Horse falls between 2 stools
(photo at link)
September 15, 2009
LES Kosklin admits there were times when his promising four-year-old mare, Tuscan Abbe, showed the aggressive behaviour of a stallion, particularly when she was near other mares.
At first, the harness racing trainer thought nothing of it. But then the horse won an event at Bankstown and a swab test revealed elevated levels of testosterone.
Officials suspected doping and raided Kosklin's Newcastle stables in search of evidence. They found none and it was only when the pacer was given an internal examination by a reproductive specialist that the truth emerged.
Tuscan Abbe is a hermaphrodite: a female horse possessing a male Y chromosome and internal male testes that produce large amounts of testosterone, known in racing circles as an intersex mare.
The case, which comes hard on the heels of revelations about South Africa's world champion 800-metre runner, Caster Semenya, has serious implications for Tuscan Abbe. It is likely she will no longer be able to compete in fillies and mares events.
Tuscan Abbe's unusual gender was revealed after racing stewards asked the Newcastle Equine Centre to examine her.
Reproductive vet Dr Cecelia Cortina Di Favria did an ultrasound and concluded that something was amiss.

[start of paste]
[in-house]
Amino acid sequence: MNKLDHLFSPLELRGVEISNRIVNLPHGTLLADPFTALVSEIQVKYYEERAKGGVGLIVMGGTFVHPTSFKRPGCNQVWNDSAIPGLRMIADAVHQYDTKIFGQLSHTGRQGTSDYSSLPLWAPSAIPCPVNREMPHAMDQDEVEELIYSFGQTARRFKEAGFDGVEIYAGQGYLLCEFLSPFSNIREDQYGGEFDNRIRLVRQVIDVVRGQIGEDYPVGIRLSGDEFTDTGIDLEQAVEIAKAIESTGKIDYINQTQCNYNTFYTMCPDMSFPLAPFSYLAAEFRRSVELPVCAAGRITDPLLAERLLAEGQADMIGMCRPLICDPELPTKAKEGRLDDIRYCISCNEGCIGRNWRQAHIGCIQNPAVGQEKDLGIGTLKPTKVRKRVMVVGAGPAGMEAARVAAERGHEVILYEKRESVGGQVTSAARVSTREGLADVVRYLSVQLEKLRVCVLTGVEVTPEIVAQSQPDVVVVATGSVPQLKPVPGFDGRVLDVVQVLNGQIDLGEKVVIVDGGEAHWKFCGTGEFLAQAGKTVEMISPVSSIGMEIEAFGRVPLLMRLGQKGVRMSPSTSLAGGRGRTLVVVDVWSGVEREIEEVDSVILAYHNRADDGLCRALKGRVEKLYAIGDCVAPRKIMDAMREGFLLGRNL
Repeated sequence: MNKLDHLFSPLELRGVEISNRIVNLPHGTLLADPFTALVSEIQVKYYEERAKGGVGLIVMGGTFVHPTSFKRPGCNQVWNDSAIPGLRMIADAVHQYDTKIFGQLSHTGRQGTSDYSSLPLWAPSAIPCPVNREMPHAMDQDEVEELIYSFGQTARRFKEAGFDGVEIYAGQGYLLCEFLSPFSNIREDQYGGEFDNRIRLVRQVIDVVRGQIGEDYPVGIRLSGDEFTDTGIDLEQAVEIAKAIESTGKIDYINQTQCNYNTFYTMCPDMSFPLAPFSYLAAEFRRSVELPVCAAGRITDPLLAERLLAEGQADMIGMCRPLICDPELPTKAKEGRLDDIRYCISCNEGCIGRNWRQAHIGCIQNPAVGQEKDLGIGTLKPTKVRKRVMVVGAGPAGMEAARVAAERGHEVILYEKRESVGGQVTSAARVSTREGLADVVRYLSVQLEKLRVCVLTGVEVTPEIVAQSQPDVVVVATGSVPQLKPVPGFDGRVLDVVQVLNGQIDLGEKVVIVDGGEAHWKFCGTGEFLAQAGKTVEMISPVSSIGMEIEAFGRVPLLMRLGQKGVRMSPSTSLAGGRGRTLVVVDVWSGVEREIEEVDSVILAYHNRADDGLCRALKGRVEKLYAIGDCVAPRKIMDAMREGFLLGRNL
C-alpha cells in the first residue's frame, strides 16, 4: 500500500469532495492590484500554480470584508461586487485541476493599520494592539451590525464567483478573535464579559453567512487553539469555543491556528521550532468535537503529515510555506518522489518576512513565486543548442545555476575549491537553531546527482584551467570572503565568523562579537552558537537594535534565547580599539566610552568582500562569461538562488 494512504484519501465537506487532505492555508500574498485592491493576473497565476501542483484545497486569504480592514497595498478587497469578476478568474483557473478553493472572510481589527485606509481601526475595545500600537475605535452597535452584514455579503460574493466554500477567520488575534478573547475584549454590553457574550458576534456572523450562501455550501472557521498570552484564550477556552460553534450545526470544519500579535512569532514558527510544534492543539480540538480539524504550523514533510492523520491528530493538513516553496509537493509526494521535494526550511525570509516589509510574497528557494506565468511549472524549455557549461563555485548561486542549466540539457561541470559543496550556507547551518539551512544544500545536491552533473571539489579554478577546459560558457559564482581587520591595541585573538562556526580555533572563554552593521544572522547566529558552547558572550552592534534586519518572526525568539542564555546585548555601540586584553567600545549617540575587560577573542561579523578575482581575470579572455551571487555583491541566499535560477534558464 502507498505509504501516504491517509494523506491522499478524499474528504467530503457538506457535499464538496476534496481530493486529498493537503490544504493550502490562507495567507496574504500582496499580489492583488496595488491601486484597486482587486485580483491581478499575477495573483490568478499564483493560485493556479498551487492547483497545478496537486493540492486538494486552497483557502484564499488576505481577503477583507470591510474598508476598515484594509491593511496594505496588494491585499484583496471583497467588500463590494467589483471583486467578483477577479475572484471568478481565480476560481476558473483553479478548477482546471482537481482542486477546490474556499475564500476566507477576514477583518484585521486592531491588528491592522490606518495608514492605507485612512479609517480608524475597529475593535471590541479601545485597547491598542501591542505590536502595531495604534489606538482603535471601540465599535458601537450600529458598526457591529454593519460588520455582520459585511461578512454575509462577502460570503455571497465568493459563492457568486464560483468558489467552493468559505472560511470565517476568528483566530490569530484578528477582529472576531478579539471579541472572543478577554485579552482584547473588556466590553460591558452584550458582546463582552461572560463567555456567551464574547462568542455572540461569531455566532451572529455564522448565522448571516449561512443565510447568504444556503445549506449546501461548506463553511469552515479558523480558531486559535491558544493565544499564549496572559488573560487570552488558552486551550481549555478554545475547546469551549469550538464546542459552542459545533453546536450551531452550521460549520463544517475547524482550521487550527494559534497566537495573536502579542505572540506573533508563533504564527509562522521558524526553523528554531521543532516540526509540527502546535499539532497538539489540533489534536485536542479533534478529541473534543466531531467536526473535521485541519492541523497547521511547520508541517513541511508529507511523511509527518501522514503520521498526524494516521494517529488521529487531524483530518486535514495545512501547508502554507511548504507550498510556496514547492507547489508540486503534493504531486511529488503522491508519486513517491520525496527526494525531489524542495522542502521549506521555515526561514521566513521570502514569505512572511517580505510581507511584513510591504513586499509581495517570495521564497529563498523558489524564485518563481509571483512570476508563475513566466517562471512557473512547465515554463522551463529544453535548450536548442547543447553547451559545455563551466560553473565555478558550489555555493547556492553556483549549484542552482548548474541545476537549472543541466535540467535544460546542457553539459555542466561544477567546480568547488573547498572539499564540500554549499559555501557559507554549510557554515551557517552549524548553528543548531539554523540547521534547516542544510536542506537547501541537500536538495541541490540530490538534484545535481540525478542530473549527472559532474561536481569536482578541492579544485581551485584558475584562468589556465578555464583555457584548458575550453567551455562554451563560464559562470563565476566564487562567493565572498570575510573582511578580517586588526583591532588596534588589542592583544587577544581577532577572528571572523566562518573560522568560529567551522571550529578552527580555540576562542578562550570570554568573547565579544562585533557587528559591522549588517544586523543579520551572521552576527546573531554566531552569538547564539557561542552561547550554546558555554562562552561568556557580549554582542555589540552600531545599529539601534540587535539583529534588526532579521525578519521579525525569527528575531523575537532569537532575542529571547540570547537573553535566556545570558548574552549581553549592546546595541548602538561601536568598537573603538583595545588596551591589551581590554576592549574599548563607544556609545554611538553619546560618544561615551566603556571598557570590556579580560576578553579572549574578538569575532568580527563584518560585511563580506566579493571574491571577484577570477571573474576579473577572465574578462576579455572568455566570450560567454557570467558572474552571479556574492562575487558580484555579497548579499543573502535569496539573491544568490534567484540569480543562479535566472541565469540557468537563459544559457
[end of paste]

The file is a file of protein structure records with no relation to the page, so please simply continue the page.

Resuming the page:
''Cecelia had an extensive look through her and we were convinced something was not normal,'' the centre's Dr Patrick Kelly said. ''The mare doesn't look like she has a uterus, and potentially has two testicles inside her abdomen.
''We can't be sure they are testicles, we assume they are because they are the right size, the right consistency, and they are sitting in the right spot where ovaries normally are … and they are certainly not ovaries.''
A DNA test confirmed the presence of a Y chromosome.
Kosklin believes Tuscan Abbe's testosterone levels are cyclical. A second swab was negative for testosterone, but two weeks later her testosterone levels were ''through the roof''.
After the Bankstown win, Tuscan Abbe won a $10,000 Sires Stakes race for fillies at Newcastle. She then placed third at the Sires Stakes Final at Harold Park, collecting $10,000.
It is unlikely her owners will have to refund the prize money, because no swabs were taken at either event, so there is no evidence she had high levels of testosterone those times.
While it is rare, Tuscan Abbe's circumstances are not unique. A Canadian standardbred called Arizona Helen was discovered earlier this year with anatomical features of a male and female. There is also a horse racing in Victoria called What Am I, which has never raced exclusively against females, that is also intersex.